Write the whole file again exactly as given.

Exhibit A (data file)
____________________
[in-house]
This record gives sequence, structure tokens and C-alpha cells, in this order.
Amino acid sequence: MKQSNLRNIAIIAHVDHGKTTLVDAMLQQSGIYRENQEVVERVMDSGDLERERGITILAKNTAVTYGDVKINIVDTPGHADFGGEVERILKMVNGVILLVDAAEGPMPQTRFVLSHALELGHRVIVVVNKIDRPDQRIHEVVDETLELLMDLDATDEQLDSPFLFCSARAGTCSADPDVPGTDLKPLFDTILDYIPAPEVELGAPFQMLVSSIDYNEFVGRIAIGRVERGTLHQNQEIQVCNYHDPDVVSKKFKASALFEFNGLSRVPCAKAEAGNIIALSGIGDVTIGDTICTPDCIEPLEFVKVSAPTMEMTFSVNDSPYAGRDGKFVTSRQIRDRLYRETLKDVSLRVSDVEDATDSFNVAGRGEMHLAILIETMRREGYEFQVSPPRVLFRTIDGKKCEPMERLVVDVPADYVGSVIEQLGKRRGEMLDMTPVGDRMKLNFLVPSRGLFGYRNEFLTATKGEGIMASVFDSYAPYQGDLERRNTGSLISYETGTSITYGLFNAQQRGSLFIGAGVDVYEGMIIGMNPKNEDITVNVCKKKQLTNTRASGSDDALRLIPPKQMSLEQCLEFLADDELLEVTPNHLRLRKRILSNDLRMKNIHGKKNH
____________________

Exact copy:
[in-house]
This record gives sequence, structure tokens and C-alpha cells, in this order.
Amino acid sequence: MKQSNLRNIAIIAHVDHGKTTLVDAMLQQSGIYRENQEVVERVMDSGDLERERGITILAKNTAVTYGDVKINIVDTPGHADFGGEVERILKMVNGVILLVDAAEGPMPQTRFVLSHALELGHRVIVVVNKIDRPDQRIHEVVDETLELLMDLDATDEQLDSPFLFCSARAGTCSADPDVPGTDLKPLFDTILDYIPAPEVELGAPFQMLVSSIDYNEFVGRIAIGRVERGTLHQNQEIQVCNYHDPDVVSKKFKASALFEFNGLSRVPCAKAEAGNIIALSGIGDVTIGDTICTPDCIEPLEFVKVSAPTMEMTFSVNDSPYAGRDGKFVTSRQIRDRLYRETLKDVSLRVSDVEDATDSFNVAGRGEMHLAILIETMRREGYEFQVSPPRVLFRTIDGKKCEPMERLVVDVPADYVGSVIEQLGKRRGEMLDMTPVGDRMKLNFLVPSRGLFGYRNEFLTATKGEGIMASVFDSYAPYQGDLERRNTGSLISYETGTSITYGLFNAQQRGSLFIGAGVDVYEGMIIGMNPKNEDITVNVCKKKQLTNTRASGSDDALRLIPPKQMSLEQCLEFLADDELLEVTPNHLRLRKRILSNDLRMKNIHGKKNH